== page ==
Prospective drug safety monitoring using the UK primary-care General Practice Research Database: theoretical framework, feasibility analysis and extrapolation to future scenarios

Drug Saf. 2010 Mar 1;33(3):223-32. doi: 10.2165/11319010-000000000-00000.

Abstract

Background: Post-launch drug safety monitoring is essential for the detection of adverse drug signals that may be missed during preclinical trials. Traditional methods of postmarketing surveillance such as spontaneous reporting have intrinsic limitations, many of which can be overcome by the additional application of structured pharmacoepidemiological approaches. However, further improvement in drug safety monitoring requires a shift towards more proactive pharmacoepidemiological methods that can detect adverse drug signals as they occur in the population.

Objective: To assess the feasibility of using proactive monitoring of an electronic medical record system, in combination with an independent endpoint adjudication committee, to detect adverse events among users of selected drugs.

Methods: UK General Practice Research Database (GPRD) information was used to detect acute liver disorder associated with the use of amoxicillin/clavulanic acid (hepatotoxic) or low-dose aspirin (acetylsalicylic acid [non-hepatotoxic]). Individuals newly prescribed these drugs between 1 October 2005 and 31 March 2006 were identified. Acute liver disorder cases were assessed using GPRD computer records in combination with case validation by an independent endpoint adjudication committee. Signal generation thresholds were based on the background rate of acute liver disorder in the general population.

Results: Over a 6-month period, 8148 patients newly prescribed amoxicillin/clavulanic acid and 5577 patients newly prescribed low-dose aspirin were identified. Within this cohort, searches identified 11 potential liver disorder cases from computerized records: six for amoxicillin/clavulanic acid and five for low-dose aspirin. The independent endpoint adjudication committee refined this to four potential acute liver disorder cases for whom paper-based information was requested for final case assessment. Final case assessments confirmed no cases of acute liver disorder. The time taken for this study was 18 months (6 months for recruitment and 12 months for data management and case validation). To reach the estimated target exposure necessary to raise or rule out a signal of concern to public health, we determined that a recruitment period 2-3 times longer than that used in this study would be required. Based on the real market uptake of six commonly used medicinal products launched between 2001 and 2006 in the UK (budesonide/eformoterol [fixed-dose combination], duloxetine, ezetimibe, metformin/rosiglitazone [fixed-dose combination], tiotropium bromide and tadalafil) the target exposure would not have been reached until the fifth year of marketing using a single database.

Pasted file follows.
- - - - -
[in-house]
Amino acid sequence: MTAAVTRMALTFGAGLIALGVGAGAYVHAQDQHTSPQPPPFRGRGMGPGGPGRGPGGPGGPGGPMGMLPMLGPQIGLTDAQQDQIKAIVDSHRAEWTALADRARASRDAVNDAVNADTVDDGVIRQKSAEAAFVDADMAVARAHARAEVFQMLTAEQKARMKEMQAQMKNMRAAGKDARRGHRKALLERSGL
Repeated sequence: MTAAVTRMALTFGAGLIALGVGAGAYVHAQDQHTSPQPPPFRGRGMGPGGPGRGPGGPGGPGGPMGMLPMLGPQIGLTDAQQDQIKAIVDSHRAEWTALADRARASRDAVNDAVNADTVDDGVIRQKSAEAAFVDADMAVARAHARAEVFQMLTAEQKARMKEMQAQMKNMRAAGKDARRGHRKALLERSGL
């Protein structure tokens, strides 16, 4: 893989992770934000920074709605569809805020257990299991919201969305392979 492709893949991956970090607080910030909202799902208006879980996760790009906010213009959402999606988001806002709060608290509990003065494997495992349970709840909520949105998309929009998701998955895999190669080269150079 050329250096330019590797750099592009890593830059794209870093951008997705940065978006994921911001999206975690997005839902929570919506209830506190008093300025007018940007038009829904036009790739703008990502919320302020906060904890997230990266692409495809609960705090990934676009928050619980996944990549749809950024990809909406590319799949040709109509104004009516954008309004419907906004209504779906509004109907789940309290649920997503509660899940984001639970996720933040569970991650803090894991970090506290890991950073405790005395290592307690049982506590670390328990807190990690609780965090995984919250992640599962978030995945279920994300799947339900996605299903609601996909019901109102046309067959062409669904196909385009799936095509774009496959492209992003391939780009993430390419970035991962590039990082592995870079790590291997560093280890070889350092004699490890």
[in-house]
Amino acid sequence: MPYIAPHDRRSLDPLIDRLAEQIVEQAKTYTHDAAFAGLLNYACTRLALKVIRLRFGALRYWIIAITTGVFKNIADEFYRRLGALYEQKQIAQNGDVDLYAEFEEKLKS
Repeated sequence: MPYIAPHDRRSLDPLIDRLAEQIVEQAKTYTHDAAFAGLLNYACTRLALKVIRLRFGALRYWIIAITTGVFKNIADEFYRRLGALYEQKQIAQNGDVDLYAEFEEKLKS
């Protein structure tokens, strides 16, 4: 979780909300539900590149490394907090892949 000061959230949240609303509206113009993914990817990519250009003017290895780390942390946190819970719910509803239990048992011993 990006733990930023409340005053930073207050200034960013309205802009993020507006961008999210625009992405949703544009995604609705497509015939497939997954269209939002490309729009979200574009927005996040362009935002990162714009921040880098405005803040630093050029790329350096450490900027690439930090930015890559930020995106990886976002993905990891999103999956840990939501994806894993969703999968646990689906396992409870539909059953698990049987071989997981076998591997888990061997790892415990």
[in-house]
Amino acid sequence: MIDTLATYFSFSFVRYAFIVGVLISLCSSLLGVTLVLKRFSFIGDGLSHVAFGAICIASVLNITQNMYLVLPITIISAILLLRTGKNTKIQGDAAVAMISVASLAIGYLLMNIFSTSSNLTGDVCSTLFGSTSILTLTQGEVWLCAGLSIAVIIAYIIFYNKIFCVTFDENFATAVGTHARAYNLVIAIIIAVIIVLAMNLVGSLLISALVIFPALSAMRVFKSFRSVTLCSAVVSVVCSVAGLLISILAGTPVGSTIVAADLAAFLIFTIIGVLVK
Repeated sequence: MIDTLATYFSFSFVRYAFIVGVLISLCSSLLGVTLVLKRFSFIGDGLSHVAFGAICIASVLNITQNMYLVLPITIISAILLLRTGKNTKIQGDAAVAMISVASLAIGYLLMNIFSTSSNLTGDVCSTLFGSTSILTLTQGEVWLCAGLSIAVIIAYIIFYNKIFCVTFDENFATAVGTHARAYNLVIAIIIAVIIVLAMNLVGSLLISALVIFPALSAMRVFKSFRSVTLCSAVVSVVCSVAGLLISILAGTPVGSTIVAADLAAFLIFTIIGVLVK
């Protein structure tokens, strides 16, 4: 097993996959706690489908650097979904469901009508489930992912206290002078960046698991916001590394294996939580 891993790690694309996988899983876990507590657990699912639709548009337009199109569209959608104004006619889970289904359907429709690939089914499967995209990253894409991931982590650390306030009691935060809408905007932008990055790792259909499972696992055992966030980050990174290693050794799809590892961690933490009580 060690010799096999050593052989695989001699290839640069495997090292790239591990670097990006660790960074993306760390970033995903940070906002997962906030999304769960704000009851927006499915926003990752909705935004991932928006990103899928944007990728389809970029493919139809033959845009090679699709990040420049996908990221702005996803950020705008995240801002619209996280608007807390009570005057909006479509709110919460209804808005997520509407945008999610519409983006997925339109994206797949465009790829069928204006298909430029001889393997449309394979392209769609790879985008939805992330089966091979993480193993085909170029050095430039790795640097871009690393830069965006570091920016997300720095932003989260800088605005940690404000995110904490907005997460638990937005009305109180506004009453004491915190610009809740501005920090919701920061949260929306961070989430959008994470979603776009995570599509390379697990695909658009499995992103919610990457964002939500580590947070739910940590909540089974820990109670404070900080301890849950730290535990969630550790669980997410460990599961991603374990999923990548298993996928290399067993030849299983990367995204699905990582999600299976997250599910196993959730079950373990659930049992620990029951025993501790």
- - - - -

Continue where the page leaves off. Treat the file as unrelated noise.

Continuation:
Conclusion: It is feasible to set up a system that actively monitors drug safety using a healthcare database and an independent endpoint adjudication committee. However, future successful implementation will require multiple databases to be queried so that larger study populations are included. This requires further development and harmonization of international healthcare databases.

Publication types

  • Research Support, Non-U.S. Gov't

MeSH terms

  • Acute Disease
  • Brain Ischemia
  • Consumer Product Safety
  • Databases, Factual
  • Drug Monitoring / methods*
  • Drug-Related Side Effects and Adverse Reactions*
  • Electronic Health Records
  • Family Practice / trends*
  • Feasibility Studies*
  • Fibrinolytic Agents / pharmacology
  • Forecasting*
  • Humans
  • Hypoglycemic Agents
  • Longitudinal Studies*
  • Medical Audit
  • Patient Selection
  • Primary Health Care
  • Psychological Techniques
  • Randomized Controlled Trials as Topic
  • Treatment Outcome
  • United Kingdom

Substances

  • Fibrinolytic Agents
  • Hypoglycemic Agents